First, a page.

On Sat, 12 Feb 2005 02:15:18 +0900
Jim Menard <jimm / io.com> wrote:

> Vidhi,
> 
> Welcome to Ruby.
> 
> > 1) Just like in C++ you have a .h and a .cpp file , In this language how
> > would you store your file. In other words if I open emacs and want to
> > write a very simple small class in what format would I save this file ?
> 
> You store all your code in .rb files. There is no separate header file. You 
> declare and define a class in one place, just like in Java. (That's not 
> strictly true; in Ruby you can "re-open" a class and add more methods later. 
> Don't worry about that yet.)
> 
> superclass.rb:
> 
> 	class Superclass
> 		attr_accessor :super_instance_var
> 		def initialize
> 			@super_instance_var = 42
> 		end
> 	end
> 
> myclass.rb
> 
> 	require 'superclass'
> 
> 	class MyClass < Superclass
> 		attr_accessor :my_instance_var
> 		def initialize
> 			@my_instance_var = 'hello'
> 		end
> 	end
> 
> another.rb
> 
> 	require 'myclass'
> 
> 	mc = MyClass.new
> 	puts mc.my_instance_var
> 	puts mc.super_instance_var
> 
> > 2) How do you compile your code? What is the syntax?
> 
> Ruby is an interpreted language, which means that it doesn't need to be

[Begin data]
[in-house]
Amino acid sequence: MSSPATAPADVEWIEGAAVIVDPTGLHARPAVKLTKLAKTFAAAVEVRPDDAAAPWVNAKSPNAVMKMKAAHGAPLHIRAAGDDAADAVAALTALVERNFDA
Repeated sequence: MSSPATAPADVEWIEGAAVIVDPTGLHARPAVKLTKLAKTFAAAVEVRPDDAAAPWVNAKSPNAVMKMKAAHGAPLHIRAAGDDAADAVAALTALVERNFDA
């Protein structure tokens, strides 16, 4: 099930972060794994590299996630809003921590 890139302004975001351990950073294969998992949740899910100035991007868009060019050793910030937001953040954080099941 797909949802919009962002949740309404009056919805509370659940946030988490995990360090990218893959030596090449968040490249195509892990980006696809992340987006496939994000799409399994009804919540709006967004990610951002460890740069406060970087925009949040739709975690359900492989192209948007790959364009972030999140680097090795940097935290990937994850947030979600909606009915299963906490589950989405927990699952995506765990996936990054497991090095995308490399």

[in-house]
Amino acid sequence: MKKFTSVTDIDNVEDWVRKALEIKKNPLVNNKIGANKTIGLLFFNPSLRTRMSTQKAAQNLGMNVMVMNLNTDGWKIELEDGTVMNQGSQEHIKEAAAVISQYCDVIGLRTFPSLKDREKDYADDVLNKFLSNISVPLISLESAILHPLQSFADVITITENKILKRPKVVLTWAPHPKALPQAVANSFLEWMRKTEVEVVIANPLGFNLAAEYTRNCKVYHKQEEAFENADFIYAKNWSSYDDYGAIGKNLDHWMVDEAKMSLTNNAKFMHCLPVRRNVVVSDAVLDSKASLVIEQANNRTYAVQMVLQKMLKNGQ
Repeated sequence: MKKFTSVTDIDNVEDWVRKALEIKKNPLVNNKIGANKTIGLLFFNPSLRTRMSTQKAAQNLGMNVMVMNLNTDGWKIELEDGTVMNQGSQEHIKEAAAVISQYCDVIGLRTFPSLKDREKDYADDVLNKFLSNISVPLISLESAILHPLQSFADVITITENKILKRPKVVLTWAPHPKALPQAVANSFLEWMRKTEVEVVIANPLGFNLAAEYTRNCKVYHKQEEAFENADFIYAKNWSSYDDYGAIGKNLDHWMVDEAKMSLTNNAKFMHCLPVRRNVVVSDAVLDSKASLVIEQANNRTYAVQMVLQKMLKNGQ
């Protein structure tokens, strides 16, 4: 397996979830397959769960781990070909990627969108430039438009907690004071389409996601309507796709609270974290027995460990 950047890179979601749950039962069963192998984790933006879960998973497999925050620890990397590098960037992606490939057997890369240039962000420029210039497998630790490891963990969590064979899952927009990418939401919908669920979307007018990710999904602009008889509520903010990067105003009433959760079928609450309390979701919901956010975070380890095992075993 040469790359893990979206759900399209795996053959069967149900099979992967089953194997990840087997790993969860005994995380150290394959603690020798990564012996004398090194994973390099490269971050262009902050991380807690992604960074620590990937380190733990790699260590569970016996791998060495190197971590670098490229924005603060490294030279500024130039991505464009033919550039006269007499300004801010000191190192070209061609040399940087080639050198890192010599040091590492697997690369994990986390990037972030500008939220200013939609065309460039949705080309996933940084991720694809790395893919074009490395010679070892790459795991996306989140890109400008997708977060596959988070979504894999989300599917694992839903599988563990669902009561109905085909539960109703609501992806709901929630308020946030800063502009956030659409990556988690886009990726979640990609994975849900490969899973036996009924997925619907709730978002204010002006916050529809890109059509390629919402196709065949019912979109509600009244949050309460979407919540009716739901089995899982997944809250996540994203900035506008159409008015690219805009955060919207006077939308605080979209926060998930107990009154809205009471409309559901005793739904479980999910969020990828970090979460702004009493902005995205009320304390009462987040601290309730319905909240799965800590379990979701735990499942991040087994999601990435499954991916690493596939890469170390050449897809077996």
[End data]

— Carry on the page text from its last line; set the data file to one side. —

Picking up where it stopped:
> compiled before you run it. To run "another.rb" above, type
> 
> 	ruby another.rb
> 
> > 3) Do you need a main and a makefile ? I am sure you would need a main
> > to test it . If yes how do you save the main? In what format?
> 
> You don't need a main method. All Ruby code is executed as it is seen by the 
> interpreter. Some of the code above (superclass.rb and myclass.rb) define 
> classes and some of the code (another.rb) creates an instance of a class and 
> prints some output.
> 

one thing I want to add, is that you need not create a seperate file per class. You can as well group classes by functionality and put multiple classes in one file. (I think using one file per class is a java idiom).


first.rb
class Greet
  def initialize(name)
    @name = name
  end
end

class GreetEnglish < Greet
  def greetme
    puts "Hello #{name}"
  end
end

class GreetGerman < Greet
  def greetme
    puts "Hallo #{name}"
  end
end

class GreetSpanish < Greet
  def greetme
    puts "Hola #{name}"
  end
end

greeters = [GreetEnglish, GreetGerman, GreetSpanish]
greeter = greeters[rand(greeters.length)].new
greeter.greet

is perfectly reasonable and allowed. (Though maybe not two good design, and you can shorten this alot when you have learned about dynamic programming).

And additionally, if you want to play with the language use irb, the ruby interactive shell.

good luck and enjoy ruby,

Brian